Early on a Thursday morning a group of ladies left Wisconsin in a minivan. Our destination; Washington D.C., our mission; to make our voices heard at the women's march on Washington.
Our hosts were the wonderful Marilyn and Joe of Washington DC. Joe at 86 has seen a lot of presidents come and go. His opinion on Trump? 'This one's the worst'. Marilyn knitted our lovely pink hats and lent us the use of her art studio for crafting our signs for the following morning.
Early the next morning we headed out to the subway, where and enormous crowd of fellow marchers was filling the station. Eventually we squished ourselves onto a train and found our way out on the other side.
The atmosphere was utterly electric. It is hard to describe how uplifting it felt to be there with so many other like minded people. The speakers were excellent, women and men of diverse backgrounds and experiences giving powerful and moving rallying cries. When it came time to start marching, the road was so packed it was difficult to move, but eventually we were able to march towards the Washington memorial.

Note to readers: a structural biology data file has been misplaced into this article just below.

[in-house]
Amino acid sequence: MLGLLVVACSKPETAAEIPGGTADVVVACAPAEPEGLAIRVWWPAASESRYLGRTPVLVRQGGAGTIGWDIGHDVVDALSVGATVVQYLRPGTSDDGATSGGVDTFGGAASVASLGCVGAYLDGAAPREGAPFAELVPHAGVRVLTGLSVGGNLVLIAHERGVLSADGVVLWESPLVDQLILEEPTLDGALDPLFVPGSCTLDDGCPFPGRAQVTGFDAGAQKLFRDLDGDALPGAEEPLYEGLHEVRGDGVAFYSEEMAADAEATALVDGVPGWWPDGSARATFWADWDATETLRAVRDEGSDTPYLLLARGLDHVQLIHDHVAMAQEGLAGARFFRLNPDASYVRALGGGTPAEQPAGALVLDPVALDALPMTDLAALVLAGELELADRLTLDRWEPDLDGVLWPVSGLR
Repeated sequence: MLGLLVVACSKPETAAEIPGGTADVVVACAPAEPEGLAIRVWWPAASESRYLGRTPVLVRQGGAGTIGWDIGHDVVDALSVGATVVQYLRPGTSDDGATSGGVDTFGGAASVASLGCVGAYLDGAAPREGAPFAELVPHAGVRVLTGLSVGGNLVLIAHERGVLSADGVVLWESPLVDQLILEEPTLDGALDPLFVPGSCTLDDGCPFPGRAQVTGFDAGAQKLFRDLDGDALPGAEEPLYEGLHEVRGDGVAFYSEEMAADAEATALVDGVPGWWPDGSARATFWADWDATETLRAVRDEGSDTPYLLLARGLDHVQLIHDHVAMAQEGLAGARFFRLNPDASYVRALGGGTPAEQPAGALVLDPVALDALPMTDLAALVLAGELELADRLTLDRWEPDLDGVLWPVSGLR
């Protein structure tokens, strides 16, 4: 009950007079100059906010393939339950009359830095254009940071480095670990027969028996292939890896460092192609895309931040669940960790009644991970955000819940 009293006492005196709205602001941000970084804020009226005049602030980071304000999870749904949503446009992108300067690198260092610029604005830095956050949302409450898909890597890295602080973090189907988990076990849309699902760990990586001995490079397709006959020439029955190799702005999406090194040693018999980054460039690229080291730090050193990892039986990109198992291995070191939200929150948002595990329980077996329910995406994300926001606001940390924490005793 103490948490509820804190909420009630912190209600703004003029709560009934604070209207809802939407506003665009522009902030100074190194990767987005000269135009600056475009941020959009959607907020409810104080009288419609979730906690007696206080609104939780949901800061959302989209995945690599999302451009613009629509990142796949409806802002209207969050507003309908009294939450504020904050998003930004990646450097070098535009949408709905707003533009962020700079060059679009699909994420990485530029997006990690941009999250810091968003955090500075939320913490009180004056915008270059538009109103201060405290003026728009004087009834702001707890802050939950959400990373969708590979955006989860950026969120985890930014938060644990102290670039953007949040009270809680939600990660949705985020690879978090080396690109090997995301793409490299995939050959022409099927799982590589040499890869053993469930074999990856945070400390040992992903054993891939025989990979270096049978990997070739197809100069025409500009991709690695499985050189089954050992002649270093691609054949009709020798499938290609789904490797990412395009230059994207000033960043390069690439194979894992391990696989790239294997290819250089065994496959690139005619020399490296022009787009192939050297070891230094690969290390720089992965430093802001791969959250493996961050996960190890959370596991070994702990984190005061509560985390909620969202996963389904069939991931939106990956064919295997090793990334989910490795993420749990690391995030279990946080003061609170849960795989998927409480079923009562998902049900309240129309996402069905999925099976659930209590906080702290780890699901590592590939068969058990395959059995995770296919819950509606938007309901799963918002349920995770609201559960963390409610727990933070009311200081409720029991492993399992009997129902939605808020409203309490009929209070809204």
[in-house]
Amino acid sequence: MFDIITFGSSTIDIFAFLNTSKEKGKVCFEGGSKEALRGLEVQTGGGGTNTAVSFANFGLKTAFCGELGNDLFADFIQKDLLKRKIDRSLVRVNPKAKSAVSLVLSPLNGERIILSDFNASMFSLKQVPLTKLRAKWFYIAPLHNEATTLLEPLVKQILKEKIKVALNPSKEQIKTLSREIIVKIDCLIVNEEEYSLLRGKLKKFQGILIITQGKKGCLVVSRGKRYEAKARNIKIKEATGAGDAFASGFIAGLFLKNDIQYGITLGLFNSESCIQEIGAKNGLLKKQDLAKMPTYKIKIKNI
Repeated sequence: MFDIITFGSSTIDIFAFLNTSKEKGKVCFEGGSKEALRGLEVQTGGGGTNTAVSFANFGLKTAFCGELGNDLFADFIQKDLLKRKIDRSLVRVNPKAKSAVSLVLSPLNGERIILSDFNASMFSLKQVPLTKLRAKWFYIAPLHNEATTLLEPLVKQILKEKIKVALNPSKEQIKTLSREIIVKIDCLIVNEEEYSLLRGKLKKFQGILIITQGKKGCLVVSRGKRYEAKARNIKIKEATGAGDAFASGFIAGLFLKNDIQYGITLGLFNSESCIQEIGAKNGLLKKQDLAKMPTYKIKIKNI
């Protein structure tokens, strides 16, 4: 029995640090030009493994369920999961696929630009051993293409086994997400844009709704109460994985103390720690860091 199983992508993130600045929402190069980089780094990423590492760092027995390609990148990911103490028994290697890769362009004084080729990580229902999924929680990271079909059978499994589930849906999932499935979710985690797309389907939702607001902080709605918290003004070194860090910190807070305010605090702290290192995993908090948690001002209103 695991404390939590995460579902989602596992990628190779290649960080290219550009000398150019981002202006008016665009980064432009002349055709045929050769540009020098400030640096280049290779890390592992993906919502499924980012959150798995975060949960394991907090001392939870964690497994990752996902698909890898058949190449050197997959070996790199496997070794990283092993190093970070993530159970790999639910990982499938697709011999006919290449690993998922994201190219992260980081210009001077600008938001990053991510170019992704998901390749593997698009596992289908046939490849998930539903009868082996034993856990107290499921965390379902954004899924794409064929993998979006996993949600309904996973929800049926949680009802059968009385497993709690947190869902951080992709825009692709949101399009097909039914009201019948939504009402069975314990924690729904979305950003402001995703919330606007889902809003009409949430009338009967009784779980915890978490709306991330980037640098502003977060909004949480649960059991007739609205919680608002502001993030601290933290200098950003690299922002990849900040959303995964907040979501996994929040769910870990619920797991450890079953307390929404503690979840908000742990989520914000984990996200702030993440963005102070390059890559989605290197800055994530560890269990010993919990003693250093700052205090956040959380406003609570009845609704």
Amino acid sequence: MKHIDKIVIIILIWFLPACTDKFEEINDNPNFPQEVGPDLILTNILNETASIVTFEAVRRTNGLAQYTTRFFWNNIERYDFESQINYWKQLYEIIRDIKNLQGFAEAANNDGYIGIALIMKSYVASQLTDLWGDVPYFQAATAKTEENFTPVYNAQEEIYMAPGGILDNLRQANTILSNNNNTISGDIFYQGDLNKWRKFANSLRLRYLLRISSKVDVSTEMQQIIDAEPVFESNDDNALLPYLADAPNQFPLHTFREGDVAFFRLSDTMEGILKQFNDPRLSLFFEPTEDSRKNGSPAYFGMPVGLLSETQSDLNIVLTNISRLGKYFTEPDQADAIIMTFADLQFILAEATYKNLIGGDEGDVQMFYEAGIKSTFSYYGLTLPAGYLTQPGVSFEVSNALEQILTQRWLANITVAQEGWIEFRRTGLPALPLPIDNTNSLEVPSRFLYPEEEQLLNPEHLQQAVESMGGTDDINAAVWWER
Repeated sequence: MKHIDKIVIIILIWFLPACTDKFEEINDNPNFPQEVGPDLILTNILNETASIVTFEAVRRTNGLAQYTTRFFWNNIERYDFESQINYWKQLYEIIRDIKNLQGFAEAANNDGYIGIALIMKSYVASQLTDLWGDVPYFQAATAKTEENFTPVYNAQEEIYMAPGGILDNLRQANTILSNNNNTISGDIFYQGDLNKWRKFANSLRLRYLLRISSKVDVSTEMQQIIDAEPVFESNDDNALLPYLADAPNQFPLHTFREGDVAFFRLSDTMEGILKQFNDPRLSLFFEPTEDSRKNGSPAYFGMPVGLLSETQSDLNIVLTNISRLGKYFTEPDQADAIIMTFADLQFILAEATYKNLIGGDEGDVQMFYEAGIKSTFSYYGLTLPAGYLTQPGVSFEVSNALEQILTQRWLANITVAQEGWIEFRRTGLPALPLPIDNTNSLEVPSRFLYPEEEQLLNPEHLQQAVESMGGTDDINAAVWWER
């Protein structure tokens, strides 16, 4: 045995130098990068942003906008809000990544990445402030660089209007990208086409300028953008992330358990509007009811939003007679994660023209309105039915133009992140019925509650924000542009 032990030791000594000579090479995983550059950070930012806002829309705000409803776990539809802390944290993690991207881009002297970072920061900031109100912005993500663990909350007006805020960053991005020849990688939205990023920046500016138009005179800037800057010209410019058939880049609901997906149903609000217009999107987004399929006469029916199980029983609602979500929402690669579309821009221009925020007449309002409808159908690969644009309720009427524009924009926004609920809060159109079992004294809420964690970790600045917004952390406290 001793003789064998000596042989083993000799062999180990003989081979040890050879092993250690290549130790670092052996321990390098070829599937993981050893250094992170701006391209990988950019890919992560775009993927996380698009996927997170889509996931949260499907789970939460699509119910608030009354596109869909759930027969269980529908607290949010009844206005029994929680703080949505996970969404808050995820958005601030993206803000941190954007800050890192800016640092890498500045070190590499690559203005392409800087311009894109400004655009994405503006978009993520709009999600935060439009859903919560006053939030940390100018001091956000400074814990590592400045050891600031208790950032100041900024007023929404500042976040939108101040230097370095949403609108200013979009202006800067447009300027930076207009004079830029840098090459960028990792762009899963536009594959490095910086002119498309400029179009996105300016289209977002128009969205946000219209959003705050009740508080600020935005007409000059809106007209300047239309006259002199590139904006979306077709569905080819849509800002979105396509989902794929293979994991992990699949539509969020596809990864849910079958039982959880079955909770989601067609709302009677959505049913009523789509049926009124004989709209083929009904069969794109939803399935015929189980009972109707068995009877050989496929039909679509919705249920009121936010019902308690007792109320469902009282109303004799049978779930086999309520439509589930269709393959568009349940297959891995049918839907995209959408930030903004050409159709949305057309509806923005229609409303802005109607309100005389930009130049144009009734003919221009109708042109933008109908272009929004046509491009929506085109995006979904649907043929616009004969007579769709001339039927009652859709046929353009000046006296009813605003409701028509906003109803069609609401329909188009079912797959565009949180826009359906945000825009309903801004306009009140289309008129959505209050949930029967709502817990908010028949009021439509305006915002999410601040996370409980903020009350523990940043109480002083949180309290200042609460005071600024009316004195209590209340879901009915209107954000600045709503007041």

Overall it was an incredibly positive and peaceful protest. It wasn't until we got home and put the TV on that we got a full sense of how enormous the march had been. The Washington DC march is estimated to have had between 500,000 and 900,000 people, and other enormous marches were held all over the US. Internationally there were 670 sister marches for women's rights and peace. It was the largest protest in US (and possibly world) history. We were right there, in the epicentre of it all, and it's a memory I will treasure forever.